Bare Bones Basics of a 1031 exchange

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1031 exchanges, at least as we know them today, have been around since 1991. Most people in the real estate industry have heard of them and seem to have a good working grasp of how they work, and what the requirements are. Occasionally we get calls from someone who has not heard of a 1031 exchange, or has no clue what the rules are. So now would be a good time to do a refresher course, if you will, on the basic rules of an exchange.


Rule #1 – Both the Old Property and the New Property must be held for investment or used in a trade or business. Many people think that if you sold a purple duplex, you must buy a purple duplex. This is not the case – you can buy any other kind of investment real estate: you could buy an apartment building, an office building, a warehouse or bare land.

Rule #2 – 45-day identification requirement. From the day you close the sale of your Old Property, you have 45 days to complete a list of properties you might want to buy. Typically this list will have three properties or less, because you can list up to three properties with no limitations. For example, if Fred and Sue Investor sold their Old Property for $100,000, they could list three properties for ten million each (a total of thirty million) because there are no limitations. If your list has more than three properties a different set of rules kick-in which will complicate your exchange. So keep it simple: limit your list to three or less.

The 45 days are calendar days. That means that if the 45th day falls on a Saturday or Sunday, or a holiday such as the 4th of July or New Years Day – that is THE FINAL DAY: you must have your list completed by midnight on that day. There are no exceptions or extensions!

Rule #3 – 180-day purchase requirement. This rule is pretty simple: again from the day of closing, you have 180 days to close the purchase of what you are going to buy. And what you buy has to be on your 45-day list. The 45- and 180-day requirements run concurrently, meaning that when your 45 days are up, you only have 135 days left to close. And like the 45-day identification requirement, there are no extensions.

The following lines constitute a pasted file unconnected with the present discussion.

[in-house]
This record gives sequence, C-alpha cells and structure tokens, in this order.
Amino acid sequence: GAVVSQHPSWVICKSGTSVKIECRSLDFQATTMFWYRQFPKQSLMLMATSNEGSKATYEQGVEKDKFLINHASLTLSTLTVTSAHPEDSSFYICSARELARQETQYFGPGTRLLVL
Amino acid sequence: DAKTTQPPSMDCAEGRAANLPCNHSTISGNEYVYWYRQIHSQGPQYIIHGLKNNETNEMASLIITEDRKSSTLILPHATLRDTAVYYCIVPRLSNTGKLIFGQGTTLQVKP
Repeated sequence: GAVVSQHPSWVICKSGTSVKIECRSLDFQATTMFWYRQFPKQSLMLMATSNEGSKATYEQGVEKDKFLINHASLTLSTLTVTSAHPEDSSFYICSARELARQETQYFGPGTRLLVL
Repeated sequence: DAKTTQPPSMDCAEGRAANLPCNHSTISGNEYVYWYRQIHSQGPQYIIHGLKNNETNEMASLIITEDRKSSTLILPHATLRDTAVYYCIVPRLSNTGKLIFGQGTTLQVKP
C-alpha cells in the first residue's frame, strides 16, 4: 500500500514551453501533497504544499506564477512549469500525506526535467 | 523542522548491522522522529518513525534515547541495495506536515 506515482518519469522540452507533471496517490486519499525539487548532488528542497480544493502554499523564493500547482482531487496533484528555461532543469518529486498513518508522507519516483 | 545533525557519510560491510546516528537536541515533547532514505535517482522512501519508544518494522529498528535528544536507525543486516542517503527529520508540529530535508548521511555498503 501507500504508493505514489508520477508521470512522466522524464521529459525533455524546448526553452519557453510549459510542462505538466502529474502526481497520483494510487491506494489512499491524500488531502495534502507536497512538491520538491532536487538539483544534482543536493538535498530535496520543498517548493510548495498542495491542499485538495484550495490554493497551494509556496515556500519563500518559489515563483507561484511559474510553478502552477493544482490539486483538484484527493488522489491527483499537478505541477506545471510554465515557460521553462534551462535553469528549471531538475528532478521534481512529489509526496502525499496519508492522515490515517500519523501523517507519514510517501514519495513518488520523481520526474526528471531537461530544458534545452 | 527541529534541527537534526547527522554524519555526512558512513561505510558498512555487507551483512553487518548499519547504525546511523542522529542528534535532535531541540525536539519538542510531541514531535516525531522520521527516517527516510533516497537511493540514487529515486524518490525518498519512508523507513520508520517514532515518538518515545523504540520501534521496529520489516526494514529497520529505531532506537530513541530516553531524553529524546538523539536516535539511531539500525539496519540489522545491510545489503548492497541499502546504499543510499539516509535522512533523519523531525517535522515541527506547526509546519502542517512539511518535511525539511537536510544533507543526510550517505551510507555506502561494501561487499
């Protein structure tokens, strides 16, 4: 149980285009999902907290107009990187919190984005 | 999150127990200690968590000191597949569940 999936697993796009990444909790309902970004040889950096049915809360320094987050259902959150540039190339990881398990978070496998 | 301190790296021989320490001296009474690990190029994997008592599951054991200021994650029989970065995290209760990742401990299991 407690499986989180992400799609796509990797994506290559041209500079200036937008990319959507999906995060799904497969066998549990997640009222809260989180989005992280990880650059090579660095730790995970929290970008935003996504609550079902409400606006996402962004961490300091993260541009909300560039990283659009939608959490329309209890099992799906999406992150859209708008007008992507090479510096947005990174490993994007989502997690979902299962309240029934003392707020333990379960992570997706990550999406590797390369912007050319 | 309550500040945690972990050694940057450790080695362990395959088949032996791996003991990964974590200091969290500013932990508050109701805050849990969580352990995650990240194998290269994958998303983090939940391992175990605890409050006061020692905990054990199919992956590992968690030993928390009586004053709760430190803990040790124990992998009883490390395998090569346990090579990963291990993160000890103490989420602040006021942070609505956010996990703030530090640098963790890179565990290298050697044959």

Rule #4 – Qualified Intermediary requirement. You cannot touch the money between the sale of your Old Property and the purchase of your New Property. By law you have to use an independent third party to handle the exchange.

“...Many intermediaries say that you will have a separate account – but they don’t mean a separate bank account...!”

There is no licensing or regulation requirement of Qualified Intermediaries in Colorado. Needless to say, with so much money being held by unregulated and unlicensed people, there are going to be problems. There have been some spectacular frauds in the industry, including a couple here in Denver and one up in Breckenridge. The only way you can protect yourself is to make sure the intermediary puts your money in a separate bank account just for you, and that the account require two signatures to move the money. Many intermediaries say you will have a separate account – but they don’t mean a separate bank account—they mean a separate account on their books. It is your responsibility to know where your money is. Have them give you the name and account number of the financial institution that is holding your money. Get a written letter or email from them telling you that there is no money in that account other than yours. If they are unwilling to do this, call another intermediary, like us, who will put your money in a truly separate bank account.

Rule #5 – Title Requirement. Any entity, such as corporations, trusts, partnerships, LLCs, etc. may do an exchange.  They all have the same rule: the tax return that holds title to the Old Property must be the same tax return that takes title to the New Property.  For example, if Fred & Sue are married (i.e., a joint return) and they sell the Old Property, then both Fred and Sue must take title to the New Property.

Rule #6 – Reinvestment Targets. To defer all of your capital gains tax, you must buy a property of equal or higher value than the one you sold. And you must reinvest all of the cash proceeds from the sale. Notice that you do not have to have debt on the New Property equal to or greater than the debt that was paid off on the Old Property. Many people think you do, but they’re wrong; you simply have to buy equal or up and reinvest all your cash.

These six rules apply to almost all 1031 exchange situations. If you're a typical real estate investor, this is really all you need to know. But if your exchange has some atypical situations attached to it (ie: title-holder's marital status changes during the exchange, or the real estate comes with other things like industrial equipment, etc.), be certain to consult with an exchange expert who knows the ins-and-outs of 1031 exchanges, and ALL the facets therein.

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